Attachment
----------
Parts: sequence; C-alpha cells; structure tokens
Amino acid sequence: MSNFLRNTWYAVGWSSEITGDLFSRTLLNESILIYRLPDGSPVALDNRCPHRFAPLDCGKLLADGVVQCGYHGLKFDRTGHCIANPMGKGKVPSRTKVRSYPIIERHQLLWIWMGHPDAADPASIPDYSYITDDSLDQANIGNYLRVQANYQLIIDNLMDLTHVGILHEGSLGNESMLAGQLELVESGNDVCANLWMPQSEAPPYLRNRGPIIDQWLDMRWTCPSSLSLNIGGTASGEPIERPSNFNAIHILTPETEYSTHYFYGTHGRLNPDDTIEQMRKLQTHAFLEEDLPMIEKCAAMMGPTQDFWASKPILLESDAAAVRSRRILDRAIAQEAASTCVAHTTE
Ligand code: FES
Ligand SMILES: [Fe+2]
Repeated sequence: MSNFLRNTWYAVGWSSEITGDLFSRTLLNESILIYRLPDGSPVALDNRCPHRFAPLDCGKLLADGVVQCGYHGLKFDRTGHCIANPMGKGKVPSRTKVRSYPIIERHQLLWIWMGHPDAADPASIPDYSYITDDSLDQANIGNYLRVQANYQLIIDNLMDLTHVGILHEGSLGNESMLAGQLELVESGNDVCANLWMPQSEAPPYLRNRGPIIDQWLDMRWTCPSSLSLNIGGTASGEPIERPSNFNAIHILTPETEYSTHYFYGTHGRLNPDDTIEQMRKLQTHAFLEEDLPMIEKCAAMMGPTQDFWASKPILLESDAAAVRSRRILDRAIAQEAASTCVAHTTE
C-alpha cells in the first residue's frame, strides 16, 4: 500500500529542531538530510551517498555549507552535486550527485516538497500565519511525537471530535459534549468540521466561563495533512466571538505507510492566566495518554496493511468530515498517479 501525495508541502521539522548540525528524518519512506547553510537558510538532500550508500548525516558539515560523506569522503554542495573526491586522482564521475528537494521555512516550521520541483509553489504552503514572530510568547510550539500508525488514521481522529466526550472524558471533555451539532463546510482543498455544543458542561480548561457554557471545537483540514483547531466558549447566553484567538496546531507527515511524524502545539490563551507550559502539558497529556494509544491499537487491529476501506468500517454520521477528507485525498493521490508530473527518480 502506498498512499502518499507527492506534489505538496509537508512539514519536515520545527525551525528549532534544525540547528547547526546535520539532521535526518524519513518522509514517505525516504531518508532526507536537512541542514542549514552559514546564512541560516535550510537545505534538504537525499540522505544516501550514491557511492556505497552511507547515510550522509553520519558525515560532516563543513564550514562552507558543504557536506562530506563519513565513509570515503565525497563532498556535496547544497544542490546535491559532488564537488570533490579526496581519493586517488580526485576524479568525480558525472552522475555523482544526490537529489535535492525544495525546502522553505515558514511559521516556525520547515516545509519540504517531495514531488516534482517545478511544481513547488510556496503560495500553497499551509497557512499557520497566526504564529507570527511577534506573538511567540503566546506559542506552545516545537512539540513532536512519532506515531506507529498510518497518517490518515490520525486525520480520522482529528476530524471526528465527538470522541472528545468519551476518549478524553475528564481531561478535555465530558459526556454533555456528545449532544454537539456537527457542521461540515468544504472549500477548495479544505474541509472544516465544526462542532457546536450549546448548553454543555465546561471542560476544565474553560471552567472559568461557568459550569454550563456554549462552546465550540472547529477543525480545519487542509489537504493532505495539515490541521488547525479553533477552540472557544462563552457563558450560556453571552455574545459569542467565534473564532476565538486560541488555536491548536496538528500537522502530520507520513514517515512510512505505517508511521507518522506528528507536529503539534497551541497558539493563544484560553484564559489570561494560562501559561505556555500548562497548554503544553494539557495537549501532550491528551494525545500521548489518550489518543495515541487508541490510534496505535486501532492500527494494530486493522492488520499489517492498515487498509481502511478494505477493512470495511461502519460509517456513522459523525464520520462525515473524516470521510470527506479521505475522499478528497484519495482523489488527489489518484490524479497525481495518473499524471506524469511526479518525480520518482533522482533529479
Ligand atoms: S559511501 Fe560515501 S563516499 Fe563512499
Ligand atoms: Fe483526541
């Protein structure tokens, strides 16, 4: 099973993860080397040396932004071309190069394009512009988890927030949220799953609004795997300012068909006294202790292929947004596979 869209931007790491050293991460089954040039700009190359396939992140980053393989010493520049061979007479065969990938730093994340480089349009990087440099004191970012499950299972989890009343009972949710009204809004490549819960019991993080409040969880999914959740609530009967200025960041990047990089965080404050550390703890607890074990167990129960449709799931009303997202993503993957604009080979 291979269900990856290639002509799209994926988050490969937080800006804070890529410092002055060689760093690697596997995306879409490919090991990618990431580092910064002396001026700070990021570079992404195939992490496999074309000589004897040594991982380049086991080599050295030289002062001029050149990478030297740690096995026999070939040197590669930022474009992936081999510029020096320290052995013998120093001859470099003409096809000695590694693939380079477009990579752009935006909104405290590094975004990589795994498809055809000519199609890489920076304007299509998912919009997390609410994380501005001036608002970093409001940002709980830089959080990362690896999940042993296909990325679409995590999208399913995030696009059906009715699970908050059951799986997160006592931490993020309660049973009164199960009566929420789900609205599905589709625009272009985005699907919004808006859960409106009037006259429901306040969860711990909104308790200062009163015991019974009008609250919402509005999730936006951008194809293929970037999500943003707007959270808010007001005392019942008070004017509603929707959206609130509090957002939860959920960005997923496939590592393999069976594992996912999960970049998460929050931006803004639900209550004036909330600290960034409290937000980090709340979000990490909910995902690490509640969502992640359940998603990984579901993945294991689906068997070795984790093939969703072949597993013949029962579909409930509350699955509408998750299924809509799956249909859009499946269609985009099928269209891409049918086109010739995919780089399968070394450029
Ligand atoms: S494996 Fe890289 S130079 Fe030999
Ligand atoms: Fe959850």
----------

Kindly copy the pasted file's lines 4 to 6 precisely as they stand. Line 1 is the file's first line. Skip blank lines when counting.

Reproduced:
Ligand SMILES: [Fe+2]
Repeated sequence: MSNFLRNTWYAVGWSSEITGDLFSRTLLNESILIYRLPDGSPVALDNRCPHRFAPLDCGKLLADGVVQCGYHGLKFDRTGHCIANPMGKGKVPSRTKVRSYPIIERHQLLWIWMGHPDAADPASIPDYSYITDDSLDQANIGNYLRVQANYQLIIDNLMDLTHVGILHEGSLGNESMLAGQLELVESGNDVCANLWMPQSEAPPYLRNRGPIIDQWLDMRWTCPSSLSLNIGGTASGEPIERPSNFNAIHILTPETEYSTHYFYGTHGRLNPDDTIEQMRKLQTHAFLEEDLPMIEKCAAMMGPTQDFWASKPILLESDAAAVRSRRILDRAIAQEAASTCVAHTTE
C-alpha cells in the first residue's frame, strides 16, 4: 500500500529542531538530510551517498555549507552535486550527485516538497500565519511525537471530535459534549468540521466561563495533512466571538505507510492566566495518554496493511468530515498517479 501525495508541502521539522548540525528524518519512506547553510537558510538532500550508500548525516558539515560523506569522503554542495573526491586522482564521475528537494521555512516550521520541483509553489504552503514572530510568547510550539500508525488514521481522529466526550472524558471533555451539532463546510482543498455544543458542561480548561457554557471545537483540514483547531466558549447566553484567538496546531507527515511524524502545539490563551507550559502539558497529556494509544491499537487491529476501506468500517454520521477528507485525498493521490508530473527518480 502506498498512499502518499507527492506534489505538496509537508512539514519536515520545527525551525528549532534544525540547528547547526546535520539532521535526518524519513518522509514517505525516504531518508532526507536537512541542514542549514552559514546564512541560516535550510537545505534538504537525499540522505544516501550514491557511492556505497552511507547515510550522509553520519558525515560532516563543513564550514562552507558543504557536506562530506563519513565513509570515503565525497563532498556535496547544497544542490546535491559532488564537488570533490579526496581519493586517488580526485576524479568525480558525472552522475555523482544526490537529489535535492525544495525546502522553505515558514511559521516556525520547515516545509519540504517531495514531488516534482517545478511544481513547488510556496503560495500553497499551509497557512499557520497566526504564529507570527511577534506573538511567540503566546506559542506552545516545537512539540513532536512519532506515531506507529498510518497518517490518515490520525486525520480520522482529528476530524471526528465527538470522541472528545468519551476518549478524553475528564481531561478535555465530558459526556454533555456528545449532544454537539456537527457542521461540515468544504472549500477548495479544505474541509472544516465544526462542532457546536450549546448548553454543555465546561471542560476544565474553560471552567472559568461557568459550569454550563456554549462552546465550540472547529477543525480545519487542509489537504493532505495539515490541521488547525479553533477552540472557544462563552457563558450560556453571552455574545459569542467565534473564532476565538486560541488555536491548536496538528500537522502530520507520513514517515512510512505505517508511521507518522506528528507536529503539534497551541497558539493563544484560553484564559489570561494560562501559561505556555500548562497548554503544553494539557495537549501532550491528551494525545500521548489518550489518543495515541487508541490510534496505535486501532492500527494494530486493522492488520499489517492498515487498509481502511478494505477493512470495511461502519460509517456513522459523525464520520462525515473524516470521510470527506479521505475522499478528497484519495482523489488527489489518484490524479497525481495518473499524471506524469511526479518525480520518482533522482533529479